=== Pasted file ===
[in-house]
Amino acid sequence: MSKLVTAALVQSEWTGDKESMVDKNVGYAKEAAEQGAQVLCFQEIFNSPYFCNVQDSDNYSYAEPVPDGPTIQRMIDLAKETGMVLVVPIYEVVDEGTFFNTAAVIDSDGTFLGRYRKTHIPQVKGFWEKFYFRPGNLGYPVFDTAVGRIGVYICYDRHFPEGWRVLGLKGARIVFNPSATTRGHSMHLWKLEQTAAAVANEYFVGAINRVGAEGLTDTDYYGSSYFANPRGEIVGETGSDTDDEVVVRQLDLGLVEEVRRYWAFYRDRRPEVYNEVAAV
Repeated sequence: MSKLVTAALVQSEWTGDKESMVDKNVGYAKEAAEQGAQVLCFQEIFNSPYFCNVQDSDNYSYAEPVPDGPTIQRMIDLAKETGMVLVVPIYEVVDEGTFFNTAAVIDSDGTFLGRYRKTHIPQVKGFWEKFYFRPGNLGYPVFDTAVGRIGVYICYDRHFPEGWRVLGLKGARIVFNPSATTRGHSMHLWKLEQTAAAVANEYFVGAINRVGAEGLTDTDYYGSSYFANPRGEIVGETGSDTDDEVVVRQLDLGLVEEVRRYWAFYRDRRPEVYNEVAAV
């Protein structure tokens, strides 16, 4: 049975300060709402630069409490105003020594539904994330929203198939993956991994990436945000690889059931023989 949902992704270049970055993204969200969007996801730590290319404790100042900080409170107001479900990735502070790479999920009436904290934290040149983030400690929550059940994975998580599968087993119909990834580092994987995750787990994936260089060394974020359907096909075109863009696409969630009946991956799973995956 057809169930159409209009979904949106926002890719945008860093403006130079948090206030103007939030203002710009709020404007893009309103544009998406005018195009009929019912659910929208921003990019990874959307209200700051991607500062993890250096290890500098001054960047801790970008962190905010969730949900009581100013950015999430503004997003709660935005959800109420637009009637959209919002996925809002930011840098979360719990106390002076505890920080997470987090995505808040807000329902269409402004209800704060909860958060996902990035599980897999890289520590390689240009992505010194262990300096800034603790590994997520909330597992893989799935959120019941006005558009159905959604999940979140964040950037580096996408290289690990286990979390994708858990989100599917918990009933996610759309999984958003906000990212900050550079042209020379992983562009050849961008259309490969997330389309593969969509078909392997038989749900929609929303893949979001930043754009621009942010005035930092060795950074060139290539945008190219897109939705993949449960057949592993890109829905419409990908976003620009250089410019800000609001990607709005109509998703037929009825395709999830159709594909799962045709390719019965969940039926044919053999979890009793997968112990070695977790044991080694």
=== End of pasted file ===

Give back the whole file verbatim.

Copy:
[in-house]
Amino acid sequence: MSKLVTAALVQSEWTGDKESMVDKNVGYAKEAAEQGAQVLCFQEIFNSPYFCNVQDSDNYSYAEPVPDGPTIQRMIDLAKETGMVLVVPIYEVVDEGTFFNTAAVIDSDGTFLGRYRKTHIPQVKGFWEKFYFRPGNLGYPVFDTAVGRIGVYICYDRHFPEGWRVLGLKGARIVFNPSATTRGHSMHLWKLEQTAAAVANEYFVGAINRVGAEGLTDTDYYGSSYFANPRGEIVGETGSDTDDEVVVRQLDLGLVEEVRRYWAFYRDRRPEVYNEVAAV
Repeated sequence: MSKLVTAALVQSEWTGDKESMVDKNVGYAKEAAEQGAQVLCFQEIFNSPYFCNVQDSDNYSYAEPVPDGPTIQRMIDLAKETGMVLVVPIYEVVDEGTFFNTAAVIDSDGTFLGRYRKTHIPQVKGFWEKFYFRPGNLGYPVFDTAVGRIGVYICYDRHFPEGWRVLGLKGARIVFNPSATTRGHSMHLWKLEQTAAAVANEYFVGAINRVGAEGLTDTDYYGSSYFANPRGEIVGETGSDTDDEVVVRQLDLGLVEEVRRYWAFYRDRRPEVYNEVAAV
């Protein structure tokens, strides 16, 4: 049975300060709402630069409490105003020594539904994330929203198939993956991994990436945000690889059931023989 949902992704270049970055993204969200969007996801730590290319404790100042900080409170107001479900990735502070790479999920009436904290934290040149983030400690929550059940994975998580599968087993119909990834580092994987995750787990994936260089060394974020359907096909075109863009696409969630009946991956799973995956 057809169930159409209009979904949106926002890719945008860093403006130079948090206030103007939030203002710009709020404007893009309103544009998406005018195009009929019912659910929208921003990019990874959307209200700051991607500062993890250096290890500098001054960047801790970008962190905010969730949900009581100013950015999430503004997003709660935005959800109420637009009637959209919002996925809002930011840098979360719990106390002076505890920080997470987090995505808040807000329902269409402004209800704060909860958060996902990035599980897999890289520590390689240009992505010194262990300096800034603790590994997520909330597992893989799935959120019941006005558009159905959604999940979140964040950037580096996408290289690990286990979390994708858990989100599917918990009933996610759309999984958003906000990212900050550079042209020379992983562009050849961008259309490969997330389309593969969509078909392997038989749900929609929303893949979001930043754009621009942010005035930092060795950074060139290539945008190219897109939705993949449960057949592993890109829905419409990908976003620009250089410019800000609001990607709005109509998703037929009825395709999830159709594909799962045709390719019965969940039926044919053999979890009793997968112990070695977790044991080694």